I forgot to mention if you do not have the Expansion Pak accessory for the N64 console you can’t play Majora’s Mask, period. If this is a problem for you there is another copy of the game that was ported over to the Zelda Collector’s Edition for the Gamecube and you may also download Majora off the Nintendo Wii shop’s virtual console. There is no reason why you can’t play this game. I’ll admit it may not be for everybody and impossible to be considered the best Zelda ever, because this game was always meant to be one giant side story to the franchise. Lets face it, there is no traditional mythology with the Triforce and missing the main villain Gannon, and of course the princess of Hyrule herself. Even so, Majora’s Mask is an unforgettable experience and a true masterpiece with an enduring legacy that’s already lasted way longer than three days.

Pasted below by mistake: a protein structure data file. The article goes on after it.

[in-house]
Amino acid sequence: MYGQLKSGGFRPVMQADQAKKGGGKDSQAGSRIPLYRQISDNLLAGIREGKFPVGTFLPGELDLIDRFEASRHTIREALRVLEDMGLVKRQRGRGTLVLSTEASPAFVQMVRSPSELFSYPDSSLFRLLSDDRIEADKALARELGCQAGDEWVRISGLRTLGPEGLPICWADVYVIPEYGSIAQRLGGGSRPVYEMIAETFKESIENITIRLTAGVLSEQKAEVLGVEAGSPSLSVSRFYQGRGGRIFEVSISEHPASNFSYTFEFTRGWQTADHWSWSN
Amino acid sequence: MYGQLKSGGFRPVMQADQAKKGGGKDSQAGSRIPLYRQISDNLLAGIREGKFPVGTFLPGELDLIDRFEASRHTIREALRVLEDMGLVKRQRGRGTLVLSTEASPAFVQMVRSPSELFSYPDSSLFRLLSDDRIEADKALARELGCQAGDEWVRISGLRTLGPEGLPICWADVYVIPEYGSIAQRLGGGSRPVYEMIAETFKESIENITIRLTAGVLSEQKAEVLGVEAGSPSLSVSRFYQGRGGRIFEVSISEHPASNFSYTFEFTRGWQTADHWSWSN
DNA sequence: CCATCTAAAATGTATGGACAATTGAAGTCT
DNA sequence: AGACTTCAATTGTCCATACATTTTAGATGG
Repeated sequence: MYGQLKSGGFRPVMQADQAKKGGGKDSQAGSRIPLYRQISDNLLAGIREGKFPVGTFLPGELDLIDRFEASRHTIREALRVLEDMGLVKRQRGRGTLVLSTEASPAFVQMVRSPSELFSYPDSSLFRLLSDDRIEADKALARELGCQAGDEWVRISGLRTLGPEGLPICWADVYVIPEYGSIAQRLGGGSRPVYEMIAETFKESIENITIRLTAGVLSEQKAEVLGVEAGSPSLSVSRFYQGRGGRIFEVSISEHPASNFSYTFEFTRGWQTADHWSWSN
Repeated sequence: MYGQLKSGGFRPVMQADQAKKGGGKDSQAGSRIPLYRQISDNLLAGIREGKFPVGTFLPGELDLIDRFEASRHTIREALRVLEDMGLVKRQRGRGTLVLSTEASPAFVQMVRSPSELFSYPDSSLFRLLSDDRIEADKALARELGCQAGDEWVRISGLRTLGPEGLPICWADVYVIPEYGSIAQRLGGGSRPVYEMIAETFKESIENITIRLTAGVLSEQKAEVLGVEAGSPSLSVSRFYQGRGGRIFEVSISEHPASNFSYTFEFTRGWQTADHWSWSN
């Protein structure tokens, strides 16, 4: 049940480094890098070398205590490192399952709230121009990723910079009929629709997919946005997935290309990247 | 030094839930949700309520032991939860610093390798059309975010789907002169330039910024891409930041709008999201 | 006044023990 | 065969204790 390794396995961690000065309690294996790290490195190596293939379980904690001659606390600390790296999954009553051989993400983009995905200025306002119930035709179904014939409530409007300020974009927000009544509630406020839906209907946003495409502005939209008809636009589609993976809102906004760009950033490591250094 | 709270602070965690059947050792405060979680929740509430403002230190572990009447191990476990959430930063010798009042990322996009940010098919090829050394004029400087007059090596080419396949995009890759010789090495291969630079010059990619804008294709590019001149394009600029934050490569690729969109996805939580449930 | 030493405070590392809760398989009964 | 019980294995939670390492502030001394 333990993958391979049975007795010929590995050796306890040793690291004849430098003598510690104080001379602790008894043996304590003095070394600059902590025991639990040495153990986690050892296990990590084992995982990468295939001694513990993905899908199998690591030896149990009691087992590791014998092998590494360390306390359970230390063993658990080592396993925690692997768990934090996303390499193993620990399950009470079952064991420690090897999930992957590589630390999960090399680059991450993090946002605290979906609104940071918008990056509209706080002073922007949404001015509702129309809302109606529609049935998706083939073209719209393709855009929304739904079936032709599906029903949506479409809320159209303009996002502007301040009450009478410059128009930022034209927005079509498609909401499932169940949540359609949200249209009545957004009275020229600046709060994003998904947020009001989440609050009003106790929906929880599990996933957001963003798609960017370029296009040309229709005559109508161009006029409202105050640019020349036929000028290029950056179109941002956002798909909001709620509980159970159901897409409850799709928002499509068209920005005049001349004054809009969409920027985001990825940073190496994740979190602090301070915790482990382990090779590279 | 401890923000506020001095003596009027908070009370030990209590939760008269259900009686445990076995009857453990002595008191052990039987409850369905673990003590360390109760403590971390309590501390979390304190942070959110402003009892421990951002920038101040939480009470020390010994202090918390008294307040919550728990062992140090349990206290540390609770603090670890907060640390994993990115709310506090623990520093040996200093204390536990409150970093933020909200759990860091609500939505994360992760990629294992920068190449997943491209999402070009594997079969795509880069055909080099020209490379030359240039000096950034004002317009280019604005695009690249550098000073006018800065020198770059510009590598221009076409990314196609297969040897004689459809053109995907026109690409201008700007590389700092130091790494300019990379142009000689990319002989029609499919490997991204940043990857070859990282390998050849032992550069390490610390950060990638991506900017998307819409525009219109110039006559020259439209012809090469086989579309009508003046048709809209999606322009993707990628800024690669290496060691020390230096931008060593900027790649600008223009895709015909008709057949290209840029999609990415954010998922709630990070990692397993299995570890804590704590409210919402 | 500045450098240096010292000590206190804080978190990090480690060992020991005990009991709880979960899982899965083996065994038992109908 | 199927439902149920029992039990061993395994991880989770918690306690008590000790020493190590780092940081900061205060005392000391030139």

Rating:   5.0 - Flawless

Product Release: The Legend of Zelda: Majora's Mask (Collector's Edition) (US, 10/25/00)